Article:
Be prepared, my Boy Scout past tells me & be willing to change, my life as a photographer has taught me. Carry these two ideas with you and most ventures will be successful - including photo shoots. Before arriving at the Manifest Gallery to photograph a drawing workshop for Cincinnati Magazine I had all of the gear needed, the name of the contact person and an idea of what to capture on digital film. Once I arrived, some things changed - as they often do. The room was different than I had imagined (bigger), as was the light (better) and the number of people (more). I was able to use a tripod (as I hoped), no flash (as expected) and was there for an hour & 1/2. I shot 391 frames and uploaded 41 to the magazine. The three images below are different points of view but tell the same story. They are a result of being ready & being ready to change.
Friday, August 19, 2011
John James started working on the Ohio River 45 years ago. When I met him in 2006, he had been a pilot on the Anderson Ferry for twenty years and a part of the living history of the river. Full of tales, thoughts & opinions of life on the water, his portrait is a cornerstone of my Rivermen photo project. Light & background are the keys to good environmental portraiture and aboard Boone #7 Ferry, I had both. Metal walls painted silver reflected morning light off the river and an overhead canopy screened the direct rays of the sun and made it a great floating studio, & one where my subjects felt completely at home. I shot fifty frames of John, horizontal & vertical - all with the same lens (75mm). I tried to work quickly, but not rushed, and would drop the camera from my eye occasionally to talk with him. I never asked him to pose - the looks are his, especially the pipe. The whole shoot lasted 15 minutes and frames 28, 29, 31, 32 & 35 are below. #35 was my choice - the one that became a 'digital tintype' and is now included in the ongoing collection of Ohio Rivermen.
Monday, August 8, 2011
Capturing motion in a still frame is something sports photographers have done for years. The key - freeze the action, but still show movement, which brings me to the technique known as panning. The photos of Ganassi teammates Scott Dixon (eventual race winner) & Dario Franchitti were shot at the same location, with minimal distractions in the background & foreground. Shutter priority on the camera, 70-200mm lens (zoomed to 135), continuous autofocus (with the center point in focus), 200 ISO and continuous high on the shutter. Determining the correct shutter speed takes a number of 'test' shots - as you want the car to be in sharp focus, but the wheels and background to be slightly blurred. These images were shot at 1/400 of a second. Focus on the car before you begin to shoot and pan your camera (while shooting) at the same speed as the car; continue to pan after you quit shooting. 150 miles per hour in one frame.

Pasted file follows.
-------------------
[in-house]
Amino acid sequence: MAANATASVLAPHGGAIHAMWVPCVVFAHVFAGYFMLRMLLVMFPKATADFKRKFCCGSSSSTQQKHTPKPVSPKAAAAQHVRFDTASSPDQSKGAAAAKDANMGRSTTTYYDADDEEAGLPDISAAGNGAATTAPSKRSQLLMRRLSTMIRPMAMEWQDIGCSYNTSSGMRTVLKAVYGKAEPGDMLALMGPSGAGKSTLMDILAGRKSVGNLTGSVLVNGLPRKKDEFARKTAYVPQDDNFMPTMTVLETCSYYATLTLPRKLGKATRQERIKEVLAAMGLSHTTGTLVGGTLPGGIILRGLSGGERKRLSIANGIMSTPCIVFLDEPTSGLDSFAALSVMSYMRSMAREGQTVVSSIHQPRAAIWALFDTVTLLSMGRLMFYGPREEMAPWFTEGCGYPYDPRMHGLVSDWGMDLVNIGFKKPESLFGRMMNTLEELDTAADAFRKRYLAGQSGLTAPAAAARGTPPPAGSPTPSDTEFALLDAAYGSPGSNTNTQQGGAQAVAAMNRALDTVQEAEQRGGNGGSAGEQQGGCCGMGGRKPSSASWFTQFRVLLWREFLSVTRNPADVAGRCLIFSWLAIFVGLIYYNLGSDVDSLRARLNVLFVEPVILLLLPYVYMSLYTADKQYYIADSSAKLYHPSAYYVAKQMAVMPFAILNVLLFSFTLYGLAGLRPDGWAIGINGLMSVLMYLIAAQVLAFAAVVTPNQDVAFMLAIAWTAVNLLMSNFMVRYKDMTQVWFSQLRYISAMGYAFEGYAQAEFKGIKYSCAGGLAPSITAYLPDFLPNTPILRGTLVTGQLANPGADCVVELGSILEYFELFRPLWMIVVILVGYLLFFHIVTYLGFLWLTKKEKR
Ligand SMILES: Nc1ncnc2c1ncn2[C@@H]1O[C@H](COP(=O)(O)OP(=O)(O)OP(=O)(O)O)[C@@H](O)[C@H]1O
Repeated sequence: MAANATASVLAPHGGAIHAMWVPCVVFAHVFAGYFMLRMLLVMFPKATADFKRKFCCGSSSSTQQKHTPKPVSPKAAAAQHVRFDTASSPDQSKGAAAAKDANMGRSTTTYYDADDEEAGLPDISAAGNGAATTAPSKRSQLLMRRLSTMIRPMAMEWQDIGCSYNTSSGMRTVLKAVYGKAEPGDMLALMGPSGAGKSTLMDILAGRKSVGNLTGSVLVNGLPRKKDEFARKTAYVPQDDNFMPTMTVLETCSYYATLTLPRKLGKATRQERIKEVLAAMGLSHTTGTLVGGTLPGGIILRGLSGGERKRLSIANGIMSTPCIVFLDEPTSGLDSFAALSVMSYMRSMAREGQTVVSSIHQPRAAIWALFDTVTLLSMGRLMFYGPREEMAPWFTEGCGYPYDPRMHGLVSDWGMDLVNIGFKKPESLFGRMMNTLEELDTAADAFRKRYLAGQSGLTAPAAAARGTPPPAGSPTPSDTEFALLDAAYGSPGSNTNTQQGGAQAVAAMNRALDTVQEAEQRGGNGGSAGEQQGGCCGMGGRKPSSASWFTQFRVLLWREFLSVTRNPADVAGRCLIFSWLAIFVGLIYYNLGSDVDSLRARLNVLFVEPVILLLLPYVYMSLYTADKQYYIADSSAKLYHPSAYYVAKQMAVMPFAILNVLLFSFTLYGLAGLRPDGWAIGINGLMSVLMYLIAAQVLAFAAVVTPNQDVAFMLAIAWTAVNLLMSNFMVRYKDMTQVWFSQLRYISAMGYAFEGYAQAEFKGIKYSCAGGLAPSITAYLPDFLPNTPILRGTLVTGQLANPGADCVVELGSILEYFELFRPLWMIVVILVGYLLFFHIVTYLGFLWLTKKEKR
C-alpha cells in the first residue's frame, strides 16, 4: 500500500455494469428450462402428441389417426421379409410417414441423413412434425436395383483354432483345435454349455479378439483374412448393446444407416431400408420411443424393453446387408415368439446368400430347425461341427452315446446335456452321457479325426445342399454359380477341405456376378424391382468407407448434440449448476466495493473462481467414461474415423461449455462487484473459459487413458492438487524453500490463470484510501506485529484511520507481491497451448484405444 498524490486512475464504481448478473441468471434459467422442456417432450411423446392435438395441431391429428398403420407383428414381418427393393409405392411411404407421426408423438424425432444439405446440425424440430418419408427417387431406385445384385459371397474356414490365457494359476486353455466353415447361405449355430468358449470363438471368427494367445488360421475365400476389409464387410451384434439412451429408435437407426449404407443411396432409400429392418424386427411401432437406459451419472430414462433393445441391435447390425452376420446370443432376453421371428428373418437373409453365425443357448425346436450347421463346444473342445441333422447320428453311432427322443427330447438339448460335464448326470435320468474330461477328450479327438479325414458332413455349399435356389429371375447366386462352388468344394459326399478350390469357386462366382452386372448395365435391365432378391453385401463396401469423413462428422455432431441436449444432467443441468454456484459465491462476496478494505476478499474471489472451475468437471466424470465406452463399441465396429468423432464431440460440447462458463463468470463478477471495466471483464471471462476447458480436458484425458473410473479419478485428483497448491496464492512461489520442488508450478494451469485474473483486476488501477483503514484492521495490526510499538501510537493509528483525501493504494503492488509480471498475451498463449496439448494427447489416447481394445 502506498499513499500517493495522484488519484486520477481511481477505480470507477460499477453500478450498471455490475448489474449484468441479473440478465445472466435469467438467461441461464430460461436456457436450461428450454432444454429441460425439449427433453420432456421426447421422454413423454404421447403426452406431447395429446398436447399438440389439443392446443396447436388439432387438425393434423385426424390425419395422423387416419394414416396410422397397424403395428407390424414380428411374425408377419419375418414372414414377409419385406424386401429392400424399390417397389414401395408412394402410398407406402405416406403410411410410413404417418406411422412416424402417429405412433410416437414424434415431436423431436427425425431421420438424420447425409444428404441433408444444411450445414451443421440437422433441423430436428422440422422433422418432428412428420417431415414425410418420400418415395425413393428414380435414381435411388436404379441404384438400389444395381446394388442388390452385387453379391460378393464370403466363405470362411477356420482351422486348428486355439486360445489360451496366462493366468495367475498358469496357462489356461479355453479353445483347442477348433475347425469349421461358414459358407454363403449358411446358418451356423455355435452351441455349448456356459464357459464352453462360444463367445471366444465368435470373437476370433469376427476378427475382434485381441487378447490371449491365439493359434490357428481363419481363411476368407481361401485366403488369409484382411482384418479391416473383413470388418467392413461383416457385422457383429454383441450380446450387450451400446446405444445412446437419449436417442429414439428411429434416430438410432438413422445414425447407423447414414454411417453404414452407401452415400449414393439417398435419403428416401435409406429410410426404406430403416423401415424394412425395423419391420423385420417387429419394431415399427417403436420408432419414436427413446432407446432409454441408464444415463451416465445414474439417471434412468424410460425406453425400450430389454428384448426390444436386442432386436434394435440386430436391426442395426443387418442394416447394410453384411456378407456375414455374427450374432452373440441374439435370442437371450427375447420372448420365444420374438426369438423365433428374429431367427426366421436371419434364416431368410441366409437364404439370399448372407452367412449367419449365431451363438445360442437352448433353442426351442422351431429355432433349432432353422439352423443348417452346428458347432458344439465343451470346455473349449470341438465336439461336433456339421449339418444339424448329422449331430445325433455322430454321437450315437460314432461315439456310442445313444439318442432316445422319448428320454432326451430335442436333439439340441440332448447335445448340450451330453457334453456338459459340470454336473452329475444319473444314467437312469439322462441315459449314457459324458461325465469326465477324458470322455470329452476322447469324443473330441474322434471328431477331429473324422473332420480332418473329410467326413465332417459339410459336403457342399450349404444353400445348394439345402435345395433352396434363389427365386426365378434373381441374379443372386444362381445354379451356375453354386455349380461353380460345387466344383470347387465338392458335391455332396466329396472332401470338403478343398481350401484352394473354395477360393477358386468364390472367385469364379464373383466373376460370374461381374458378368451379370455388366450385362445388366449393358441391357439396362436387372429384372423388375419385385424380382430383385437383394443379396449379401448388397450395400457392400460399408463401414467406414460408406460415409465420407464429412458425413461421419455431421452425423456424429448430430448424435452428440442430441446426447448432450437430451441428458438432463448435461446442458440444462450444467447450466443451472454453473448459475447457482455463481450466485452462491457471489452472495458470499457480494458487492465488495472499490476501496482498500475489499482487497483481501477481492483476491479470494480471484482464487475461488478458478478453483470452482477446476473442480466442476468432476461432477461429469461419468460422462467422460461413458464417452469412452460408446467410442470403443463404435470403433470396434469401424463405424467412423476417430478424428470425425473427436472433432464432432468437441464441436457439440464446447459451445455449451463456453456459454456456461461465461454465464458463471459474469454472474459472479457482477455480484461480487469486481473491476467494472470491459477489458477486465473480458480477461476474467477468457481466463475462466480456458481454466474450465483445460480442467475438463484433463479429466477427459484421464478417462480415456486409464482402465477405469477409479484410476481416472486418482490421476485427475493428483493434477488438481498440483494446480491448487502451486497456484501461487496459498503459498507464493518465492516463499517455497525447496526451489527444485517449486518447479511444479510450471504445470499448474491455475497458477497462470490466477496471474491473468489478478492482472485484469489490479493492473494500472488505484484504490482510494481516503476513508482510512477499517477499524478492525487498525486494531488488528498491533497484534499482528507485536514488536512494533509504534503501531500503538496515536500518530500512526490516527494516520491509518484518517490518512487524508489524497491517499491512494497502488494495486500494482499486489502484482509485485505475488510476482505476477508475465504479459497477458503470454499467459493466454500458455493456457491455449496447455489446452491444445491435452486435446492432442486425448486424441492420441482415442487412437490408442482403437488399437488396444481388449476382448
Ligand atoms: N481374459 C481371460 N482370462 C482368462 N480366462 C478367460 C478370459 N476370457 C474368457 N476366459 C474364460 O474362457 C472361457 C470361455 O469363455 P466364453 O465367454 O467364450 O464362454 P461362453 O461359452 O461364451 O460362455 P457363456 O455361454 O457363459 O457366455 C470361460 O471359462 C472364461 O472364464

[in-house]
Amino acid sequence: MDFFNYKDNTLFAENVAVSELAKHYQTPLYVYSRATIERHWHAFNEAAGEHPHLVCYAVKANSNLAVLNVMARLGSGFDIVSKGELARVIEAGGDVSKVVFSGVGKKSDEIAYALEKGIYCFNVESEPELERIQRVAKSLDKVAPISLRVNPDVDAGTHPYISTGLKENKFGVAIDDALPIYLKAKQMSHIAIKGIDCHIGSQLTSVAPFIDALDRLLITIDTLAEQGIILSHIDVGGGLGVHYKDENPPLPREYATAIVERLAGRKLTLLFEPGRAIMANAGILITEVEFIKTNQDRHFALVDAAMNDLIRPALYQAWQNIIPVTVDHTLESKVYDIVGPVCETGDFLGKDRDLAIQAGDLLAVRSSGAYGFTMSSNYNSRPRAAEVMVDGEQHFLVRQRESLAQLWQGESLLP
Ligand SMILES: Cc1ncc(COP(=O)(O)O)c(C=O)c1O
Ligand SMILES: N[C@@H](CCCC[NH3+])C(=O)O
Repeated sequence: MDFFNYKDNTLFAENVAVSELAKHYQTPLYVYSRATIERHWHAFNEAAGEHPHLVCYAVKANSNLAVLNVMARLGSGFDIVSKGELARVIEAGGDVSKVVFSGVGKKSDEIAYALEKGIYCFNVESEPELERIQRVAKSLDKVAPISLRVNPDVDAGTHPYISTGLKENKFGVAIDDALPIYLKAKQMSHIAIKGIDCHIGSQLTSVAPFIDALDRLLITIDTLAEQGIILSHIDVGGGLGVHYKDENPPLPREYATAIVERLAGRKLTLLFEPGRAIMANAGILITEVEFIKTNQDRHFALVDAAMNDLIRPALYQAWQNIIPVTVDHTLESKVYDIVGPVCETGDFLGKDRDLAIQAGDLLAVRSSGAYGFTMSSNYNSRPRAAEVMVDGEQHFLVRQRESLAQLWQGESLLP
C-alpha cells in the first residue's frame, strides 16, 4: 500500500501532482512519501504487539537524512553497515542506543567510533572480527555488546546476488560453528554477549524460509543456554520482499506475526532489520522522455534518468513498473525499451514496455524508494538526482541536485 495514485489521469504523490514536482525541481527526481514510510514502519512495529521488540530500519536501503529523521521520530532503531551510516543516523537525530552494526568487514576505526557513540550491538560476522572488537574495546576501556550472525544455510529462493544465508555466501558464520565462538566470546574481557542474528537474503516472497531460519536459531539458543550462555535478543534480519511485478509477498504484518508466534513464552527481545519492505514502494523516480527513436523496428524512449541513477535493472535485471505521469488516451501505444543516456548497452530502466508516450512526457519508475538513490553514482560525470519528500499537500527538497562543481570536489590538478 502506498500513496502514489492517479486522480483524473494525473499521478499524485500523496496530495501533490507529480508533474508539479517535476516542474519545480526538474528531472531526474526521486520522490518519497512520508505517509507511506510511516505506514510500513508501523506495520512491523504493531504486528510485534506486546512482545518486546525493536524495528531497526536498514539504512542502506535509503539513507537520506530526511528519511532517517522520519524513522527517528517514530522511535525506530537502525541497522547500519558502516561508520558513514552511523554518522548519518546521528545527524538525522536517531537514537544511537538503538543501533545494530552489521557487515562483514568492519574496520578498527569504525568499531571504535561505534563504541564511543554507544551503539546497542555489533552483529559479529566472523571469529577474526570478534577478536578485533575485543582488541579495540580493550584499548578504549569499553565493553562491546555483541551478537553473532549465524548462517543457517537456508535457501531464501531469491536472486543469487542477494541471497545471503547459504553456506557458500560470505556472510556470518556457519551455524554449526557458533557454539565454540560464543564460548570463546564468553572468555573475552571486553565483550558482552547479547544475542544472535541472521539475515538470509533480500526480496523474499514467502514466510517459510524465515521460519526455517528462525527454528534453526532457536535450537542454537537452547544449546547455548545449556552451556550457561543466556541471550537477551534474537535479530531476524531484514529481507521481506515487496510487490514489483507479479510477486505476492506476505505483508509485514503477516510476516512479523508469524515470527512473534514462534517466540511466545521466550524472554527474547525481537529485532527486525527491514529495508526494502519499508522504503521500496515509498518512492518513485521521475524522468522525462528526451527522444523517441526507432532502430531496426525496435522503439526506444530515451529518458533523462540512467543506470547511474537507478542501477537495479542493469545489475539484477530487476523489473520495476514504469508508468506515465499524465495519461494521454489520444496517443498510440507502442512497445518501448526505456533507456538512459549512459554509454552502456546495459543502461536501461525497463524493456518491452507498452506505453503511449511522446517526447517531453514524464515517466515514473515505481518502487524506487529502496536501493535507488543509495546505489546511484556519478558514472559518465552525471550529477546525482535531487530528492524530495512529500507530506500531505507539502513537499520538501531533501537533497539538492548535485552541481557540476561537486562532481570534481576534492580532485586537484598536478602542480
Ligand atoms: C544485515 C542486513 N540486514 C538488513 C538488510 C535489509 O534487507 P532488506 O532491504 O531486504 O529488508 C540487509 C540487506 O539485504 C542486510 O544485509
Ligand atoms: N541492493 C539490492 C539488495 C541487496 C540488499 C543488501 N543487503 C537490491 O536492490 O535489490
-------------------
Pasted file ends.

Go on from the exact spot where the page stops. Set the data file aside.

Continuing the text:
There are many ways to assemble the parts of a photograph. Our old friend Cartier-Bresson believed in the combination of 'geometry' & action before he pushed the shutter. In other words, compose a photo with an interesting background and then wait for something to happen within that frame - the decisive moment. These photos from Mid Ohio are based loosely on that technique, the only difference being that I can't see what is in the frame - I am simply putting the camera into a position that I think will yield an interesting image. Sometimes it works, most are failures. In the first photo, I simply wanted to get the camera high enough to get a good view of the cars as they were moved from the track - that's my shadow on the left side. What I didn't count on was Danica Patrick walking into the scene with an autograph seeker also included. The second shows Ana Beatriz signing an autograph, but this time 2 'happy accidents' happen - someone is pushing Ana's bio sheet into the picture and a fan is taking a photo of the signing. Both elements help to complete the story being told. Great photographs? No, but ones that show the wisdom of Bresson's advice.
Friday, August 5, 2011
Monday, August 1, 2011
I own a lot of camera bags. Three LowePros, 5 ThinkTanks, four Domkes, one Tenba and 1 Tamrac. Through the years I have sold or given away too many to count and several of the bags that I currently warehouse have been 'modified' from their maker's original design. As equipment and my assignments have changed, so have my needs. But my desire has always been the same - take as little amount of gear as possible, but be able to expand so that you can carry everything you own. Believe me, not as simple as it sounds and that's why I currently have 14 bags (not including computer-only bags). Of all the ones that I own, I recently realized that one brand continues to appear in my photos - Domke. They are canvas and do age well, but deep down I wonder if there is something intrinsically artistic about them. Maybe it's just the potential they hold.